Let’s talk about lightbulbs.
In 2007, the US federal government enacted a law that, among other things, included legislation to make lightbulbs more efficient by setting maximum wattage requirements for general-service bulbs producing certain amounts of light. “General-service” means the bulbs that go into standard fixtures, not things such as candelabra bulbs.
In effect, this was a ban on standard bulbs of 60 watts or more, to be phased in over a number of years. The intent of the law was to make people adopt more energy-efficient bulbs.
At the time of the legislation, a standard bulb cost roughly 60¢. The primary alternative at the time was the compact fluorescent bulb, which ran about $6, but was supposed to last far longer. (More on that later.) Halogen bulbs were also a possibility, though they required different fixtures and ran at much higher temperatures. LED bulbs, at that time, did not really come in a general-service time, and the few that did ran close to $40.
So, when this legislation was enacted, there were several obvious consequences. Manufacturers of incandescent bulbs made changes to their production schedule or closed plants in preparation for halting production of high-watt general-service bulbs. CFLs became more prominent on shelves, with comparable brightness noted for those making the first-time switch. And people started either hoarding high-watt bulbs or bowing to the inevitable and stocking up on CFLs.
A number of consequences were far less obvious.
1 The cost. For your average middle-class buyer, it’s an obnoxious jump from 60¢ to $6, but that’s supposed to be offset by having to replace bulbs less often. But for people living on the margin, the difference is a couple of loaves of bread—and most of them would not have obliging landlords who would change bulbs out for free. (If you’ve never had to count pennies when grocery shopping, count yourself lucky.) Result? It could be that a broken bulb results in darkness, because that six dollars was just out of range.
2 The longevity. A CFL is supposed to last far longer than an incandescent. However, this applies only to ideal conditions. I have reason to know that a toddler who has just grown tall enough to reach light switches can kill a CFL in a matter of days. There are also other fixtures that dramatically shorten the life of a CFL, such as the one in our garage.
3 Disposal of spent CFLs. Did you know that a dead CFL is considered hazardous waste, and needs to be disposed of appropriately? And heaven forfend you actually break one, because the cleanup procedure (due to the mercury in the bulb) recommends masks and gloves, among other things.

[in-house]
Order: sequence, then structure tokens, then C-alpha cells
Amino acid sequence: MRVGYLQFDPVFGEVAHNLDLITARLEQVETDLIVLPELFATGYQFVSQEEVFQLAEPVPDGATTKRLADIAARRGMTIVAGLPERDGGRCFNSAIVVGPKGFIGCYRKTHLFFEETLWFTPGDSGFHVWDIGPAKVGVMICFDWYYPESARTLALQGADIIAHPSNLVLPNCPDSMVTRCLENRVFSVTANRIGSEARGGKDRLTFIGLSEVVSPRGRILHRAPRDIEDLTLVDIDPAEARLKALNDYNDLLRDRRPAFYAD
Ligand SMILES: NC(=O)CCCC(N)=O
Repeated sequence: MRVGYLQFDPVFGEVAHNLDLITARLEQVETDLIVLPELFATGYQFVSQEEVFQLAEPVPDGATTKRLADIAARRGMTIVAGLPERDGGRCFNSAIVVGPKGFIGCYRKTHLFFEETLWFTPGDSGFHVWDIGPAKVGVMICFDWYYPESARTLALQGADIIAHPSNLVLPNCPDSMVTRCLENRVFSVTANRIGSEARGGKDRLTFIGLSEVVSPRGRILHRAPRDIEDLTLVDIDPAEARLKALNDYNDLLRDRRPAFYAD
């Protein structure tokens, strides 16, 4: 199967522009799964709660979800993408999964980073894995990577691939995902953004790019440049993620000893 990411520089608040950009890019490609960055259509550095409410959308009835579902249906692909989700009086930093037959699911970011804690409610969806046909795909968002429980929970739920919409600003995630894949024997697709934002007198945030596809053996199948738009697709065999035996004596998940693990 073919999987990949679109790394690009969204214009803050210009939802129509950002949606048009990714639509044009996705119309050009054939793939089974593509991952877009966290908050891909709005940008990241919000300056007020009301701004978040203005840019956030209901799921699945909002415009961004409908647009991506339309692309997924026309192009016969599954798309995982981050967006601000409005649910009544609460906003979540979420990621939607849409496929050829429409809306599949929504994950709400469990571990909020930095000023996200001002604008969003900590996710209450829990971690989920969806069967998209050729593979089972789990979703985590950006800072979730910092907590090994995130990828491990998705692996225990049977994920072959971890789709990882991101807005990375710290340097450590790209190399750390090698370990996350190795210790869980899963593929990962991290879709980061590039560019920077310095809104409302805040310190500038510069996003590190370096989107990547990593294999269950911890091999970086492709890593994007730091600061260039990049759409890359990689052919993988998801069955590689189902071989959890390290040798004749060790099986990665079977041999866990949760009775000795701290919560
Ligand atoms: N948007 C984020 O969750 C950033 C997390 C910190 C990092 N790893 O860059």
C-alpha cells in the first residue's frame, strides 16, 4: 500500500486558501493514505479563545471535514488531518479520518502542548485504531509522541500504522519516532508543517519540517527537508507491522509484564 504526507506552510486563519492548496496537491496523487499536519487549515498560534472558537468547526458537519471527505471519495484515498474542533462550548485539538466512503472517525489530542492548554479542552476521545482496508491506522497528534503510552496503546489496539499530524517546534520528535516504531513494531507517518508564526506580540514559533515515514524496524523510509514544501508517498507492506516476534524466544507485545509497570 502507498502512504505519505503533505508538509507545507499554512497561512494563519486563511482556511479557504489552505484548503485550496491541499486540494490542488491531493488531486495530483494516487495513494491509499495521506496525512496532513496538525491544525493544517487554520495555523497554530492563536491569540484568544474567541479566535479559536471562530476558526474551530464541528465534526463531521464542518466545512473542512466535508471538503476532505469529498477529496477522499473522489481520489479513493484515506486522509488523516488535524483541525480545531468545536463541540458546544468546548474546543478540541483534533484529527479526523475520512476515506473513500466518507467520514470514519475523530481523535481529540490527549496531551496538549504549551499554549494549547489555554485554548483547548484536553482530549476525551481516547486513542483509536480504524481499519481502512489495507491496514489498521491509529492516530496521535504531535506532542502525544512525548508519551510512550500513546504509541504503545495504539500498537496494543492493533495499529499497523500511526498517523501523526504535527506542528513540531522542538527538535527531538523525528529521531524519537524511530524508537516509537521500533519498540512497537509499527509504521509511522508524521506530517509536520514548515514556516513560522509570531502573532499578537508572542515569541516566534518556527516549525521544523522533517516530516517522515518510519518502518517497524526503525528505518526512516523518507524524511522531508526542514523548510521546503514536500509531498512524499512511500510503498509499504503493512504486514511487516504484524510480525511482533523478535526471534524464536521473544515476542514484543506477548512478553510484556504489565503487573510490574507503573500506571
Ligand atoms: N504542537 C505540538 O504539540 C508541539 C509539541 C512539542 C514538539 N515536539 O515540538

4 “Off-label” effects. The wastefulness of an incandescent bulb is in its high heat output, relative to the light it put out. But there are applications where that’s a bonus, not a problem. For instance, a reptile terrarium was often both lit and heated by an incandescent bulb, and citrus growers could stave off frost damage through application of old-style big-bulb Christmas lights (at a fraction of the cost of heat lamps.)
5 Flicker. A fluorescent bulb of any kind has a flicker at the rate of power, 60 cycles per second in the US. I don’t see it. Most people don’t see it. But for the subset of the population subject to conditions such as migraines, not seeing it doesn’t mean it doesn’t effect them. A switch to fluorescent bulbs can mean the application of a low-level stressor to their home or work environments, and increase the number of episodes they suffer from.
And that’s just what I can think of off the top of my head.
There are also good consequences; scientists have figured out ways to improve the efficiency of incandescent bulbs, which research may not have been funded without the impetus of the ban. But those are also unforeseen, because you can’t tell ahead of time which advances will pan out.
The Law of Unintended Consequences is one that applies to everything. Your actions have a principle purpose, but it is also important to account for secondary and tertiary effects as well. At the political level, politicians seem to mostly be operating on the initial level only, and don’t tend to think about the secondary consequences very much. That’s why we end up with a lot of laws that sound good on the surface but are a mess in the implementation.